The temp agency that employed me at RR Donnelley, Employment Plus, provided no perks; instead it had, and enforced, a penalty point system for being absent or late for one’s work shift no matter what the reason. In fact, I had been burned twice by Employment Plus before, in late 2011 and late 2012, but had no place else to go when it offered me employment again in May 2014. Employment Plus does like to brag on its website, http://www.employmentplus.com, how well it services its industry clients and how many awards it’s received from employer organizations, but that’s because it’s quite willing to cater to whatever the employer demands, even (or especially?) at the expense of the employees it provides! But I don’t write this out of any invidious desire to single out Employment Plus: as a temp employee ever since September 2001 who’s worked for several temp agencies, I can honestly say that there are no “good” temp agencies to work for, only a Hobson’s choice between more tolerable and less tolerable, which is either exacerbated or mitigated by the type of work actually available at any given time. Or in other words, only what amounts to a practical choice between what’s bad and what’s worse!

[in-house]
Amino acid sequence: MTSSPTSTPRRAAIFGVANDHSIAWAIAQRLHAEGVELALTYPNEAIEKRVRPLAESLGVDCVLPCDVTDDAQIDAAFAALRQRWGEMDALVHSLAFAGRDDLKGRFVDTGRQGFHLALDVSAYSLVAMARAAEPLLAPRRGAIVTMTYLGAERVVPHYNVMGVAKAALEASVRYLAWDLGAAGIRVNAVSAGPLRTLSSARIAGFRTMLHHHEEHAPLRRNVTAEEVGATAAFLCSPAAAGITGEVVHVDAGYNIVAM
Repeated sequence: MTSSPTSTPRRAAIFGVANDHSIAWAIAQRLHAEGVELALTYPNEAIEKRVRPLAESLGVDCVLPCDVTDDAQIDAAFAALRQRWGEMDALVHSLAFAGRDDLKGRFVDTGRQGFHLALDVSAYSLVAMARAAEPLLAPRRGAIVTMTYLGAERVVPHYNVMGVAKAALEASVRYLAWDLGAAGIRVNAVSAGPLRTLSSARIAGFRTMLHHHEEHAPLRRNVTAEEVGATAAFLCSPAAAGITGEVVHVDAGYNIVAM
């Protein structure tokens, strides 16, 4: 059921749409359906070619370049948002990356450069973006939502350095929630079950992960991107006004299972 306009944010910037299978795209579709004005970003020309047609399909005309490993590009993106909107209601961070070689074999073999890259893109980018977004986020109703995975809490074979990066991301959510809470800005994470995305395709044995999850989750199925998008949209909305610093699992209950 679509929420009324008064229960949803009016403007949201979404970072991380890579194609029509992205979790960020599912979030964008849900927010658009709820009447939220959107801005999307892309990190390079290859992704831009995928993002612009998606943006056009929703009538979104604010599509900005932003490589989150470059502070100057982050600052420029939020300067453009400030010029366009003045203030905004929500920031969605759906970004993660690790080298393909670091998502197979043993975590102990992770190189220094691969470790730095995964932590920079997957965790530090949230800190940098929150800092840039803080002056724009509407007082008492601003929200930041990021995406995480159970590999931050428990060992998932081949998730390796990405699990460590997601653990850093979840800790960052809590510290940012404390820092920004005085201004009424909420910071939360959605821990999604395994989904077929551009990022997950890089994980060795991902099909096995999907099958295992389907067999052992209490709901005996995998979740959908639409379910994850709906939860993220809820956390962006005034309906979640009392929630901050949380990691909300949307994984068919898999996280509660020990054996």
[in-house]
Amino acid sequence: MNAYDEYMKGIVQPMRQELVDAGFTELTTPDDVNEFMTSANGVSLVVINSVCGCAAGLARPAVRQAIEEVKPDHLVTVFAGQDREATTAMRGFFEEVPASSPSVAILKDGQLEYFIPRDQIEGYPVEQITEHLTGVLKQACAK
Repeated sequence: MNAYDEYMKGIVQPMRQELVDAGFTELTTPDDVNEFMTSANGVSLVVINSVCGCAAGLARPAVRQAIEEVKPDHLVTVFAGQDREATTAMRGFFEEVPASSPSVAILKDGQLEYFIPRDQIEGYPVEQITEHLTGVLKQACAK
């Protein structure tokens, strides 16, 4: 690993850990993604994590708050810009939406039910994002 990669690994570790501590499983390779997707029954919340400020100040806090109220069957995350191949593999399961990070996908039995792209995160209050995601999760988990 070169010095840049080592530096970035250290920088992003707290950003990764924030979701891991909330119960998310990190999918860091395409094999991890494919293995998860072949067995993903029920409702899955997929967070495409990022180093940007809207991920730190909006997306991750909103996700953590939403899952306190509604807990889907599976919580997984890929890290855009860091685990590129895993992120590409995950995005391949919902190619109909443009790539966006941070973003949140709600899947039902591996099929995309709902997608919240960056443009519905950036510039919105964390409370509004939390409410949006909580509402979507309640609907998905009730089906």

I worked at RR Donnelley from May 7 until about an hour-and-a-half before my shift was scheduled to end on June 20, being summarily fired and escorted from the building by the officious manager who, due to his goatee and shaved head, reminded me of a bearded version of Saturday Night Live’s Coneheads in appearance, and Godzilla in temperament.